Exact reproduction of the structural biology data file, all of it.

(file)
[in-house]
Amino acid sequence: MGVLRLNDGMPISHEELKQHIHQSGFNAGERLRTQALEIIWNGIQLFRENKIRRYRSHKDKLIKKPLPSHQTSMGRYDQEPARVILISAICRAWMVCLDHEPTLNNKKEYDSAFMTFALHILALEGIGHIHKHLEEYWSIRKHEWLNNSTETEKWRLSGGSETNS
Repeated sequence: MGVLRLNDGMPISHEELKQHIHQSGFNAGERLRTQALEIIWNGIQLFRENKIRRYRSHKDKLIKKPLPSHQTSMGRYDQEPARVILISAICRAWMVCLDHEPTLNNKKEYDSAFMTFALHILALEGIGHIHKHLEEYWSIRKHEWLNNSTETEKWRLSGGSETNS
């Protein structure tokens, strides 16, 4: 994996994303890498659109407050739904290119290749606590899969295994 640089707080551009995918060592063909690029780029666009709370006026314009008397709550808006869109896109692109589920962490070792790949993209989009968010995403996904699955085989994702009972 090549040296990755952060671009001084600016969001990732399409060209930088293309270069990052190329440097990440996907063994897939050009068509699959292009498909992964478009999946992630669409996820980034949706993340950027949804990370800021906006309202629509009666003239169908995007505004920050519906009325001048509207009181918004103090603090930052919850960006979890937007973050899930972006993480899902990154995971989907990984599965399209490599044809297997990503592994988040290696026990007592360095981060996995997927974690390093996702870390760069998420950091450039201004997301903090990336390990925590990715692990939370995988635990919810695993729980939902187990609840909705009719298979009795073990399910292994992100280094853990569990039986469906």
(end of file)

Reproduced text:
[in-house]
Amino acid sequence: MGVLRLNDGMPISHEELKQHIHQSGFNAGERLRTQALEIIWNGIQLFRENKIRRYRSHKDKLIKKPLPSHQTSMGRYDQEPARVILISAICRAWMVCLDHEPTLNNKKEYDSAFMTFALHILALEGIGHIHKHLEEYWSIRKHEWLNNSTETEKWRLSGGSETNS
Repeated sequence: MGVLRLNDGMPISHEELKQHIHQSGFNAGERLRTQALEIIWNGIQLFRENKIRRYRSHKDKLIKKPLPSHQTSMGRYDQEPARVILISAICRAWMVCLDHEPTLNNKKEYDSAFMTFALHILALEGIGHIHKHLEEYWSIRKHEWLNNSTETEKWRLSGGSETNS
């Protein structure tokens, strides 16, 4: 994996994303890498659109407050739904290119290749606590899969295994 640089707080551009995918060592063909690029780029666009709370006026314009008397709550808006869109896109692109589920962490070792790949993209989009968010995403996904699955085989994702009972 090549040296990755952060671009001084600016969001990732399409060209930088293309270069990052190329440097990440996907063994897939050009068509699959292009498909992964478009999946992630669409996820980034949706993340950027949804990370800021906006309202629509009666003239169908995007505004920050519906009325001048509207009181918004103090603090930052919850960006979890937007973050899930972006993480899902990154995971989907990984599965399209490599044809297997990503592994988040290696026990007592360095981060996995997927974690390093996702870390760069998420950091450039201004997301903090990336390990925590990715692990939370995988635990919810695993729980939902187990609840909705009719298979009795073990399910292994992100280094853990569990039986469906």